Pliny's Test

In his book The Christians as the Romans Saw Them, Robert Louis Wilken writes about a test that Pliny used in order to determine whether or not people were Christians. For those who denied being Christians, how could Pliny know if they were telling the truth? In order to combat this problem, Pliny developed the following test:
He had statues of the emperor Trajan and of the Capitone gods--Jupiter, Juno, and Minerva--brought into the room. Those who had already admitted that they were Christians he sent off to be executed, as he had done with the first group. Those who denied the charge he asked to repeat after him a "formula of invocation to the gods" and "to make an offering of wine and incense" to Trajan's statue. He also ordered them to "revile the name of Christ" (25).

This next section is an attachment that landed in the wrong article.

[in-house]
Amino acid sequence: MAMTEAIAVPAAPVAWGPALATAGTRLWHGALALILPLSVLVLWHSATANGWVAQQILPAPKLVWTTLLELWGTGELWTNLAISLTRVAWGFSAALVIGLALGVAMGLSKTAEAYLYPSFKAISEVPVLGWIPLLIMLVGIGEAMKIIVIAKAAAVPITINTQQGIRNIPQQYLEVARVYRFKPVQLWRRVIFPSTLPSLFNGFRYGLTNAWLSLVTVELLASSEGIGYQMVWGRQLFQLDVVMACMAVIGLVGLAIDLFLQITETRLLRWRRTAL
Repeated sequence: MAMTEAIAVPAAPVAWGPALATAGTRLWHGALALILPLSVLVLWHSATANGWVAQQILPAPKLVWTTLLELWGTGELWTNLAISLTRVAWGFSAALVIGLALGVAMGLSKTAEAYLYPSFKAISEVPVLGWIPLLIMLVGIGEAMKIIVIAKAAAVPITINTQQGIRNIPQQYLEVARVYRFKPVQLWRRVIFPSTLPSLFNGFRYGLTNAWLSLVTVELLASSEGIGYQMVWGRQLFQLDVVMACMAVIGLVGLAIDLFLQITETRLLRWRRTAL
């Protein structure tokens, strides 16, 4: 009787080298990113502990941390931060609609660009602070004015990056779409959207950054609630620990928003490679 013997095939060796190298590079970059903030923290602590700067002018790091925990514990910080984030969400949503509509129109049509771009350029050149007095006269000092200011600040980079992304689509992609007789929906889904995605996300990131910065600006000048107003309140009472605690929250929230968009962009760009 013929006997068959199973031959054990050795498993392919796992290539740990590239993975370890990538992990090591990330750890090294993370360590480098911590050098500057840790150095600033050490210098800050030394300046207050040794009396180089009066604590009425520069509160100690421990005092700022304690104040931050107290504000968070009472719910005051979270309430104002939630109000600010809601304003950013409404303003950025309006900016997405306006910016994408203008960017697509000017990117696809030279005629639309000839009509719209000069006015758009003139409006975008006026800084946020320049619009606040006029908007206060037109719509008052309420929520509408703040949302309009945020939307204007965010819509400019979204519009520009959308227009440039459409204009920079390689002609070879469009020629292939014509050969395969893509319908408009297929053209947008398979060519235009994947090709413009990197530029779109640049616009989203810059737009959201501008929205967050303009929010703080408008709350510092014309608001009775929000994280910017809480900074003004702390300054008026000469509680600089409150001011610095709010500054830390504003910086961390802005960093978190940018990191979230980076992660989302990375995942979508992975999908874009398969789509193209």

After reading this passage, 1 Corinthians 12:3 came to my mind: "Therefore I want you to understand that no one speaking in the Spirit of God ever says “Jesus is accursed!” and no one can say “Jesus is Lord” except in the Holy Spirit" (ESV). May the Spirit give each of us boldness as we stand against a world that wants us to revile our Savior. Let us stand firm in the faith and proclaim along with Peter and John: “Whether it is right in the sight of God to listen to you rather than to God, you must judge, for we cannot but speak of what we have seen and heard" (Acts 4:19-20, ESV)

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